Maria da Conceição Peixote has lived in a floating house on the Igarapé do Quarenta, one of the two longest waterways in Manaus, for most of her life. “I can’t afford to move,” says the 63-yearold housekeeper. “But it’s hard.”
Da Conceição and her husband, Natanel Baima de Oliveira, 60, a produce vendor, are among the hundreds of families who make their homes on the margins of Manaus’ polluted waters in tiny wooden houses perched on stilts called palafitas. Some 400 palafitas are located on the Igarapé alone — standing above the accumulating refuse. Things get really bad during the rainy season, between January and May, when the flooding of the Negro River and its tributaries turns the trash in Manaus’ waterways into unsightly dams.
The Municipality of Public Cleaning, an agency of the Manaus City Hall, says that an average of 30 tons of garbage is removed daily from the Amazon waterways — but that doesn’t seem to have made more than a dent in the problem. “Half of this waste is dumped by the residents themselves, unfortunately,” says da Conceição. “But the other part is thrown out by people from other neighborhoods — we see everything from plastic bottles to refrigerators to dead animals.”
It’s also the primary source of waterborne diseases that afflict residents, according to infectious disease specialist Antônio Magela of the Fundação de Medicina Tropical do Amazonas. The most common diseases, says Magela, are hepatitis A and E, acute diarrhea, intestinal parasites like amoebiasis and giardiasis, and also leptospirosis, an infectious bacterial disease.
Maria de Fátima Oliveira, 36, who shares a two-room palafita with her husband and their seven children, knows that all too well. “In the rainy season I’m always at the hospital with my sick children,” says de Fátima, who says she is saddened by the view from the balcony when she returns from work. “It’s not a pleasant sight.”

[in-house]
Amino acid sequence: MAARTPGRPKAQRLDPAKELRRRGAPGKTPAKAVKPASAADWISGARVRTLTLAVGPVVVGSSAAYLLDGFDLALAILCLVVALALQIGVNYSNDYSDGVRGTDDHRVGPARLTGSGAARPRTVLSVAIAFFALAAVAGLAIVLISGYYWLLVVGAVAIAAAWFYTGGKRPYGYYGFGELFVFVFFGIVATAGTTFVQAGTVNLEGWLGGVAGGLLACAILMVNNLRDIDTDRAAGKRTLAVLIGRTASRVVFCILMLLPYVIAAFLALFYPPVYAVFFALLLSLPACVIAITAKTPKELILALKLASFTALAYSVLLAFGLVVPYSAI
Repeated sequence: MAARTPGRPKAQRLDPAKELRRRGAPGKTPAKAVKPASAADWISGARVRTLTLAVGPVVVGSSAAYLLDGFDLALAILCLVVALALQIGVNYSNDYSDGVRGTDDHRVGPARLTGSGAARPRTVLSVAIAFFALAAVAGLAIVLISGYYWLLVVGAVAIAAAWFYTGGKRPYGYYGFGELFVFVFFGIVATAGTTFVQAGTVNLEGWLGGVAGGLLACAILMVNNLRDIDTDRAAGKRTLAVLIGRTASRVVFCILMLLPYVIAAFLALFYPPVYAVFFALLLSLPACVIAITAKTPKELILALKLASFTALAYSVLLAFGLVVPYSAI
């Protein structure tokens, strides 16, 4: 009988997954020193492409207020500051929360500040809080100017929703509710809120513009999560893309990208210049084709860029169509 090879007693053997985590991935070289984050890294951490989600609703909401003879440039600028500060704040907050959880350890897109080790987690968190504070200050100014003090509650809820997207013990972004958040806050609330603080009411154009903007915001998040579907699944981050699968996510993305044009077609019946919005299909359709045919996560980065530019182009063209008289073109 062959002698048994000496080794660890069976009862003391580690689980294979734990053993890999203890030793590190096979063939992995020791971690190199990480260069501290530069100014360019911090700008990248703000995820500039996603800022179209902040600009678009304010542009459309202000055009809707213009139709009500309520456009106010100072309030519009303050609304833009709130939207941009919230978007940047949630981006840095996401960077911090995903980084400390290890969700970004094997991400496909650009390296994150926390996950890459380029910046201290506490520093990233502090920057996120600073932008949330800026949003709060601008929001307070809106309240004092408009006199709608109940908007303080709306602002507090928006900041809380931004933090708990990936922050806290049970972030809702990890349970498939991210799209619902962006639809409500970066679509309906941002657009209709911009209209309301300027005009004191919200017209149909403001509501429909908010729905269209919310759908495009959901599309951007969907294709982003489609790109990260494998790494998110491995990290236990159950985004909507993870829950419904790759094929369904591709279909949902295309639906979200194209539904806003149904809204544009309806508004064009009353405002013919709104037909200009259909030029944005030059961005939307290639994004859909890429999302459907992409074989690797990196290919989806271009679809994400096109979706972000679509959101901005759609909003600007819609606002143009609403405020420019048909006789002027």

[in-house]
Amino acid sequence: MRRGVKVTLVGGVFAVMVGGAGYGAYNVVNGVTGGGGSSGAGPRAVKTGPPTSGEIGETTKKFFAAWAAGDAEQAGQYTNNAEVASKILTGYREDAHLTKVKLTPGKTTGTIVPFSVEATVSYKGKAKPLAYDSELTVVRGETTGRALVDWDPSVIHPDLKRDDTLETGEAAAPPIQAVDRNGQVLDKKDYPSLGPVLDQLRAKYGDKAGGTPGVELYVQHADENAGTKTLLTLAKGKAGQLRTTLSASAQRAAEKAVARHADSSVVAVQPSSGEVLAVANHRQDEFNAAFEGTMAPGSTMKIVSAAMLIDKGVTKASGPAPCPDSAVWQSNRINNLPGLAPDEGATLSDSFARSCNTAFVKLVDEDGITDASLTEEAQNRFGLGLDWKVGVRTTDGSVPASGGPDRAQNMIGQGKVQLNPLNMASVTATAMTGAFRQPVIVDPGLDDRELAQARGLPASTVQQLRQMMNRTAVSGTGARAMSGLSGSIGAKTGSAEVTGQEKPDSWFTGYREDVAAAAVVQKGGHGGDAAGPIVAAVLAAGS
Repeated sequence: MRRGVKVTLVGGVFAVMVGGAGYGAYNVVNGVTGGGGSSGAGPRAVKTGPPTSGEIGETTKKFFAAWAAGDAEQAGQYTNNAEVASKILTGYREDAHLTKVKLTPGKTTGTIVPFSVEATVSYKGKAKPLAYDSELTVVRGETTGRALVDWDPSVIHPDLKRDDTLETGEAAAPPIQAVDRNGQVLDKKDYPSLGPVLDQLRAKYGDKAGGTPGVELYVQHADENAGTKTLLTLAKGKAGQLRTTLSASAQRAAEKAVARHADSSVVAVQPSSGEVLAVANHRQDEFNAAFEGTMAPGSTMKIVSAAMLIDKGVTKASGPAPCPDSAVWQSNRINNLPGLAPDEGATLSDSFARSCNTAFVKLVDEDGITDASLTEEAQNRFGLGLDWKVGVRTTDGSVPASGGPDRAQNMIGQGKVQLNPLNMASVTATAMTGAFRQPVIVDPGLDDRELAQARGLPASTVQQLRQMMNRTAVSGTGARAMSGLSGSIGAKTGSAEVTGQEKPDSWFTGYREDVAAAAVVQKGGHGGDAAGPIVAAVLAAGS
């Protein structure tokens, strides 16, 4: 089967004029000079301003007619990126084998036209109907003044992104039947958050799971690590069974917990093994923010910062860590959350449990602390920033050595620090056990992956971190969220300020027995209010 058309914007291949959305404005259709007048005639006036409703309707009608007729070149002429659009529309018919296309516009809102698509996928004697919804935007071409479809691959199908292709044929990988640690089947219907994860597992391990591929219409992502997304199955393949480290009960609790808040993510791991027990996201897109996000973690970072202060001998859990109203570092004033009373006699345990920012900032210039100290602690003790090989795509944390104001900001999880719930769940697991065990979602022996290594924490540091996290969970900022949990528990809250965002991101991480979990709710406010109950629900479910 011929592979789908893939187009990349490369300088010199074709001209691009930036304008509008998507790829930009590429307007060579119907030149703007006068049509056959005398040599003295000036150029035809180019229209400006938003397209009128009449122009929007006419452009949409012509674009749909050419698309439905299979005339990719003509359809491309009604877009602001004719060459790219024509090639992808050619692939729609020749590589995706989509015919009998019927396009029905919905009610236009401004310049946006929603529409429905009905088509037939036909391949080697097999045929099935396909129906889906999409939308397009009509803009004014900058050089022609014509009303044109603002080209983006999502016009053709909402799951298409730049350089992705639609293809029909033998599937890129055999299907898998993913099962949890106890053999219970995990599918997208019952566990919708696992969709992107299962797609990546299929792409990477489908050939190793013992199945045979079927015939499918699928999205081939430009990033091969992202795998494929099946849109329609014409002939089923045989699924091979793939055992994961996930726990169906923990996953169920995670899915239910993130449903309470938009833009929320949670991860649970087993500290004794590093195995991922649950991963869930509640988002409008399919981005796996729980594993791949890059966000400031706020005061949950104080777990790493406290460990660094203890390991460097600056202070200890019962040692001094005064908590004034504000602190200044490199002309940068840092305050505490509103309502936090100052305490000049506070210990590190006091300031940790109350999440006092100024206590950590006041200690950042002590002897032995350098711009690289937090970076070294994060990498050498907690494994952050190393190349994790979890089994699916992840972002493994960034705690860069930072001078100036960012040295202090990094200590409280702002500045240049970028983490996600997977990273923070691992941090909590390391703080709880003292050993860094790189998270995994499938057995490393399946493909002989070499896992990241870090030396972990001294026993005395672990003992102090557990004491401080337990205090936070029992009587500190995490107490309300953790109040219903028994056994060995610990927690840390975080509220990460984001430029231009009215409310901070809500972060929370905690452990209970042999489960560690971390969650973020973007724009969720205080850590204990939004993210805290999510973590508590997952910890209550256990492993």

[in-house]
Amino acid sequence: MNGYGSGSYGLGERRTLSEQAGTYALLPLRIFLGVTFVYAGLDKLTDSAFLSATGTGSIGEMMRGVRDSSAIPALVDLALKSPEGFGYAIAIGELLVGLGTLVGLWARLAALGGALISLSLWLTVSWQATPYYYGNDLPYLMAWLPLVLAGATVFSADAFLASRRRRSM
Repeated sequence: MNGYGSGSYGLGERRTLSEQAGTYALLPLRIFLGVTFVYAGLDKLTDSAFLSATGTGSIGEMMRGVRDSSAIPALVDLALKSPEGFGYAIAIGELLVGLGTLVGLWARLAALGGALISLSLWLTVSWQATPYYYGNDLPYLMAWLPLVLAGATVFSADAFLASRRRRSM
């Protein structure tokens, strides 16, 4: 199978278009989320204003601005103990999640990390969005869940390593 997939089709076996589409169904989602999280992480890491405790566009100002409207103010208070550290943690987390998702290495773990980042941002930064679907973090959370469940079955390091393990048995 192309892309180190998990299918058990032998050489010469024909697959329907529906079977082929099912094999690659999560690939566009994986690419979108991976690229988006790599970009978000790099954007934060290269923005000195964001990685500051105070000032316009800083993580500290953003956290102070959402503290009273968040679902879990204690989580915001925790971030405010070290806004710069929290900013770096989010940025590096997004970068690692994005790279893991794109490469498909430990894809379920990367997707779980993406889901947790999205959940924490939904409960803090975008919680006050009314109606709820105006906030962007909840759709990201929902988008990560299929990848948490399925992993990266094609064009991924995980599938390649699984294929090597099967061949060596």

The landscape was very different during the lifetime of many of the residents. The Igarapés, a word that means “walkway of the water” in the Tupi-Guarani tongue, once served as recreational spots for city residents. But no longer. Today, Manaus’ rapid urban growth has obliterated many of the old waterways, and those remaining are heavily polluted. Only the waterways located in areas more distant from the Amazon capital are in a good state of conservation.
Jansen Zuanon, a scientist at the Instituto Nacional de Pesquisas da Amazônia, blames most of the pollution on the population, but he is quick to point out that the city’s poorest residents are not the only ones responsible for the accumulating refuse. According to Zuanon, the sewage is traceable not only to wealthier households, but to large enterprises, whose operations have destroyed nearby forest areas and springs. “With the loss of species, the ecological relationships and environmental services lent by the waterways also go away,” he explains.
In Zuanon’s opinion, the first step in cleaning up the mess is to stop dumping sewage. But that will require installing and modernizing sewage collection and treatment systems throughout the city of Manaus, and a well-planned ecological intervention. “Waterways that are environmentally intact carry clean water, help drain rainwater, reduce global warming, and maintain healthy biological communities, preserving biodiversity,” he says.
“Pollution of rivers is a reality in Manaus,” concedes Paulo Farias, municipal secretary of city cleaning. “Every month, we spend more than 900,000 reais (approximately $240,000) on this work. It is the most expensive cleaning method in the world, and has low efficiency, as waste reappears every day.”
The Amazonas government’s Social and Environmental Program for the Igarapés in Manaus (PROSAMIM) claims to have made progress in cleaning up waterways. But it has also been moving families from the palafitas themselves. According to PROSAMIM, 74,000 families have been resettled in new homes or compensated over the past 10 years.
Zuanon believes the actions of the municipal and state administration have been disastrous from an environmental point of view. PROSAMIM’s results are “negligible,” he claims, noting that the most that is done when channeling the waterways is containing ravines with sandbags mixed with cement. “The official strategy for dealing with polluted streams… only hides the mess and creates other problems,” he says.
Elaíze Farias is a Brazilian journalist from Amazonas state and cofounder of the Agência Amazônia Real.